Compass Minerals and the union representing striking Goderich salt mine workers have reached a tentative three-year deal, days after both sides returned to the bargaining table.
Unifor Local 16-0 and the company both announced the progress late Saturday.
“There is no doubt that the support from hundreds of members of Unifor and other unions, along with the ongoing support from the Goderich community made a powerful impact to help get Unifor back to the table,” said national union president Jerry Dias in an online news release.
A vote will be held on Monday at 9 a.m. in Goderich at the Knights Of Columbus Community Hall at 390 Parsons Court.
It could possibly end the 12-week strike.
More than 350 unionized workers have been on strike since April 27. The salt mine, located beneath Lake Huron, supplies de-icing salt to cities and other customers across the country and the rest of North America.
Striking workers attempted to increase pressure on the company about two weeks ago when some 300 people blocked replacement workers and members of management from entering the mine. They dismantled the blockade in response to a court order.
A union representative said details of the agreement will only be presented to its members on the morning of the ratification vote.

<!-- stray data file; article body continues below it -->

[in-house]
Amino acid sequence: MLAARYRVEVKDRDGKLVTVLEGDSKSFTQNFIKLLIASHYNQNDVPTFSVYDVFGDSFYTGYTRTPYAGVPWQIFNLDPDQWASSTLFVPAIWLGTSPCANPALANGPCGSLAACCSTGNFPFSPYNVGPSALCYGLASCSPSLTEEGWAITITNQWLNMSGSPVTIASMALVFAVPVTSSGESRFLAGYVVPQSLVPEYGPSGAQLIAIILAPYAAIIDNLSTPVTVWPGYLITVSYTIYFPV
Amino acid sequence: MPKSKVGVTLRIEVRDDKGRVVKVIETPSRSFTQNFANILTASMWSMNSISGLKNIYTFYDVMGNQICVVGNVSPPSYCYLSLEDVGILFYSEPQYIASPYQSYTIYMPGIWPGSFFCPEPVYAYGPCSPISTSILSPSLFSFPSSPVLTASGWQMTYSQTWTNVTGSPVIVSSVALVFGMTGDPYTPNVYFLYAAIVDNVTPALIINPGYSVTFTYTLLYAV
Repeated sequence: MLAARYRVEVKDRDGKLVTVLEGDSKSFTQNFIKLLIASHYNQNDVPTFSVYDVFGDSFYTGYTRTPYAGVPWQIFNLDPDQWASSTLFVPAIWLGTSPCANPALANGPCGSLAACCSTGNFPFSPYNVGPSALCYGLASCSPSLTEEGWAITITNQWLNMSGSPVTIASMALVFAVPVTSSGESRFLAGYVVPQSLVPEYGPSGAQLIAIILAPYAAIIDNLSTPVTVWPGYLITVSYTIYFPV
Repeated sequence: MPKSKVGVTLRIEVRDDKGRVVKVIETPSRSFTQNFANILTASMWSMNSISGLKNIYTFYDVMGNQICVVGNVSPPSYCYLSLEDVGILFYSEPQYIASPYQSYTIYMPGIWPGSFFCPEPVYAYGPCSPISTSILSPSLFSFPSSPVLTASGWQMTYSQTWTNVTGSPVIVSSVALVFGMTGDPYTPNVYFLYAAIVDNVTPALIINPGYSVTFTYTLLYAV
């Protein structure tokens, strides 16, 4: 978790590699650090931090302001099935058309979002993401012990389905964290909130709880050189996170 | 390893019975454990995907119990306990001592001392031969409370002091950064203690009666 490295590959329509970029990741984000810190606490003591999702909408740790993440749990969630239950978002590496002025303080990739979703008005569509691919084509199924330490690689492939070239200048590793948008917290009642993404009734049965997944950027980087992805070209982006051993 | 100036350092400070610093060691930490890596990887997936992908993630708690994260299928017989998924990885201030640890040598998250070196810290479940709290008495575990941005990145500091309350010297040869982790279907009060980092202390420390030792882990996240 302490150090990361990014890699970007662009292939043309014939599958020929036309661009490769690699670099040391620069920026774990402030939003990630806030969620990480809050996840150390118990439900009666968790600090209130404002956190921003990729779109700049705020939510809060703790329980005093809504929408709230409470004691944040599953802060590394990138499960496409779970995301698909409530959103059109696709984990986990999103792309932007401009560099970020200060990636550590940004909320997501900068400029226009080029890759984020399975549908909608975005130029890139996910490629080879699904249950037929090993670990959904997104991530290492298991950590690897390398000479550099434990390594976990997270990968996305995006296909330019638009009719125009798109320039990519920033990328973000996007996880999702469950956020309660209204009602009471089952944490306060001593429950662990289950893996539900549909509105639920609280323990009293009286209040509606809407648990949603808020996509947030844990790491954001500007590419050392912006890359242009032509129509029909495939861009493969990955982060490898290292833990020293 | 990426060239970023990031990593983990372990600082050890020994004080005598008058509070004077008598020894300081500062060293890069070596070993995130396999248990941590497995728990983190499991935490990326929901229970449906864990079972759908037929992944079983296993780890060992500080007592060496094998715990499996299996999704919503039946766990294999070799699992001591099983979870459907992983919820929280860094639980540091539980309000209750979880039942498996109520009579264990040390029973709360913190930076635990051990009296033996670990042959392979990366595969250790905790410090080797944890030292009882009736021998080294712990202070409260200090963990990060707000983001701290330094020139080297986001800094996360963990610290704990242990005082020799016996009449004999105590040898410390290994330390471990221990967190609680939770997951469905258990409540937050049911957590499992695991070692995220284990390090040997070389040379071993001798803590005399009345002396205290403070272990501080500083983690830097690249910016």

Unionized workers rally along a narrow stretch of road leading to the Goderich salt mine. Striking workers have had to dismantle a blockade after an Ontario court ordered them to stop. (Colin Butler/CBC News)
However, the company released a 26-page document on Sunday highlighting the comprehensive offer amendments.
In response to this, a union representative said Unifor still stands by its decision to release information to its members on the day of the vote. The union provided no further comment.
“This tentative agreement allows for the union, staff and the company to work together for the long-term viability of the mine. It focuses on the safety of our employees while recognizing the important role our employees play within the company and the Goderich community,” the company said in a statement.
According to the company, the deal includes:
- A 12-week trial for Continuous Mining Group employees that would include eight-hour, four-crew Monday to Friday shifts starting in August — all other employees would work a 12-hour schedule
- More assignment of specified work
- No changes to the pension plan
- An increase in overtime pay to those working Saturday shifts in some groups
- Annual wage increases starting with 2.5 per cent in 2018 and 2019 and three per cent in 2020
Union representatives have previously said money wasn’t the issue. Instead, their concerns stem from a push from management to get workers to try 12-hour shifts, among others.